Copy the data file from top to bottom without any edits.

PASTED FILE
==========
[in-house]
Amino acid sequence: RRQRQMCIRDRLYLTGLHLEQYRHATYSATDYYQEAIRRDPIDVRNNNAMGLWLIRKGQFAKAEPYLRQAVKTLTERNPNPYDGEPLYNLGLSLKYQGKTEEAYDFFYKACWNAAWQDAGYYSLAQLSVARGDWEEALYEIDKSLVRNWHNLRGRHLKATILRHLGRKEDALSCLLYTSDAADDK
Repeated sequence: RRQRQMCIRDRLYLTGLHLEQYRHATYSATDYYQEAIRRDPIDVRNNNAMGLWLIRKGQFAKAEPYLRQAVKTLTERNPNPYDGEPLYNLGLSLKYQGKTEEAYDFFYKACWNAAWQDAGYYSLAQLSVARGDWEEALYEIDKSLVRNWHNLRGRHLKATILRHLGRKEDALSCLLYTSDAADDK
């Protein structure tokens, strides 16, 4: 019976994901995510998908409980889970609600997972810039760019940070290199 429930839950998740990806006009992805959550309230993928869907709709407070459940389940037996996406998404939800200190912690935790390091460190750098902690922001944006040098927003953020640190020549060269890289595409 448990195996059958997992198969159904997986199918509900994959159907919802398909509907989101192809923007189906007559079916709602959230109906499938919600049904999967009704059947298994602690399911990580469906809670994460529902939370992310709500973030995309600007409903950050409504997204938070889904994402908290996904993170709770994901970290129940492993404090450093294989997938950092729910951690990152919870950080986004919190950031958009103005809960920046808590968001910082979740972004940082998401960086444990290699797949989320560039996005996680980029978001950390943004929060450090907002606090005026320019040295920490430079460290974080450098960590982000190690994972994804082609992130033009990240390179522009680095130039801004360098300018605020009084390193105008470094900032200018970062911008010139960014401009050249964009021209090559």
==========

[in-house]
Amino acid sequence: RRQRQMCIRDRLYLTGLHLEQYRHATYSATDYYQEAIRRDPIDVRNNNAMGLWLIRKGQFAKAEPYLRQAVKTLTERNPNPYDGEPLYNLGLSLKYQGKTEEAYDFFYKACWNAAWQDAGYYSLAQLSVARGDWEEALYEIDKSLVRNWHNLRGRHLKATILRHLGRKEDALSCLLYTSDAADDK
Repeated sequence: RRQRQMCIRDRLYLTGLHLEQYRHATYSATDYYQEAIRRDPIDVRNNNAMGLWLIRKGQFAKAEPYLRQAVKTLTERNPNPYDGEPLYNLGLSLKYQGKTEEAYDFFYKACWNAAWQDAGYYSLAQLSVARGDWEEALYEIDKSLVRNWHNLRGRHLKATILRHLGRKEDALSCLLYTSDAADDK
């Protein structure tokens, strides 16, 4: 019976994901995510998908409980889970609600997972810039760019940070290199 429930839950998740990806006009992805959550309230993928869907709709407070459940389940037996996406998404939800200190912690935790390091460190750098902690922001944006040098927003953020640190020549060269890289595409 448990195996059958997992198969159904997986199918509900994959159907919802398909509907989101192809923007189906007559079916709602959230109906499938919600049904999967009704059947298994602690399911990580469906809670994460529902939370992310709500973030995309600007409903950050409504997204938070889904994402908290996904993170709770994901970290129940492993404090450093294989997938950092729910951690990152919870950080986004919190950031958009103005809960920046808590968001910082979740972004940082998401960086444990290699797949989320560039996005996680980029978001950390943004929060450090907002606090005026320019040295920490430079460290974080450098960590982000190690994972994804082609992130033009990240390179522009680095130039801004360098300018605020009084390193105008470094900032200018970062911008010139960014401009050249964009021209090559």